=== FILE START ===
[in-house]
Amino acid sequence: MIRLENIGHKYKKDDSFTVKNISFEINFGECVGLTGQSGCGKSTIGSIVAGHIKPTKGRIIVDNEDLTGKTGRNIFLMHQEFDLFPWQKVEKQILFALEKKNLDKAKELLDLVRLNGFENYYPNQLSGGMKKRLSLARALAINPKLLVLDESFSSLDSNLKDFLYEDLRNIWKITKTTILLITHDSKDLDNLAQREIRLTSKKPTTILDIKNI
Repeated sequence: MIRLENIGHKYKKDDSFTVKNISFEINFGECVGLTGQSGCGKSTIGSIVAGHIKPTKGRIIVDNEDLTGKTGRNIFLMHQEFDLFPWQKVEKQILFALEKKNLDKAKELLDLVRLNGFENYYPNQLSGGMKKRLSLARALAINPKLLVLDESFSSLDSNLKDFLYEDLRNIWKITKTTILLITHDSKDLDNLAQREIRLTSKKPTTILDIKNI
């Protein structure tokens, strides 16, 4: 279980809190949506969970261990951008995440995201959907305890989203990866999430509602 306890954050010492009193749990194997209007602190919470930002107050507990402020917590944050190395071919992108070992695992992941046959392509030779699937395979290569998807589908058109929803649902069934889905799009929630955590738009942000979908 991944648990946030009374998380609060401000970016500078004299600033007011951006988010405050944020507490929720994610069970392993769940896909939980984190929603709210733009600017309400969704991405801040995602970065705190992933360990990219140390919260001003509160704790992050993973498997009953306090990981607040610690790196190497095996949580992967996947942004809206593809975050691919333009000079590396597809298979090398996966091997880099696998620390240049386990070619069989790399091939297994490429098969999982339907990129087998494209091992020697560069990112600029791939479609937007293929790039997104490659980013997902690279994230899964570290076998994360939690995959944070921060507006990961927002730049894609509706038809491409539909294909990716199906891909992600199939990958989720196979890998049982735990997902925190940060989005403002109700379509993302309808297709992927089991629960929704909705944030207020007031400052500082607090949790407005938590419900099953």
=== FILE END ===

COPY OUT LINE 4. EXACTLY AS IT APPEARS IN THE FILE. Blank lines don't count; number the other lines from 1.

């Protein structure tokens, strides 16, 4: 279980809190949506969970261990951008995440995201959907305890989203990866999430509602 306890954050010492009193749990194997209007602190919470930002107050507990402020917590944050190395071919992108070992695992992941046959392509030779699937395979290569998807589908058109929803649902069934889905799009929630955590738009942000979908 991944648990946030009374998380609060401000970016500078004299600033007011951006988010405050944020507490929720994610069970392993769940896909939980984190929603709210733009600017309400969704991405801040995602970065705190992933360990990219140390919260001003509160704790992050993973498997009953306090990981607040610690790196190497095996949580992967996947942004809206593809975050691919333009000079590396597809298979090398996966091997880099696998620390240049386990070619069989790399091939297994490429098969999982339907990129087998494209091992020697560069990112600029791939479609937007293929790039997104490659980013997902690279994230899964570290076998994360939690995959944070921060507006990961927002730049894609509706038809491409539909294909990716199906891909992600199939990958989720196979890998049982735990997902925190940060989005403002109700379509993302309808297709992927089991629960929704909705944030207020007031400052500082607090949790407005938590419900099953």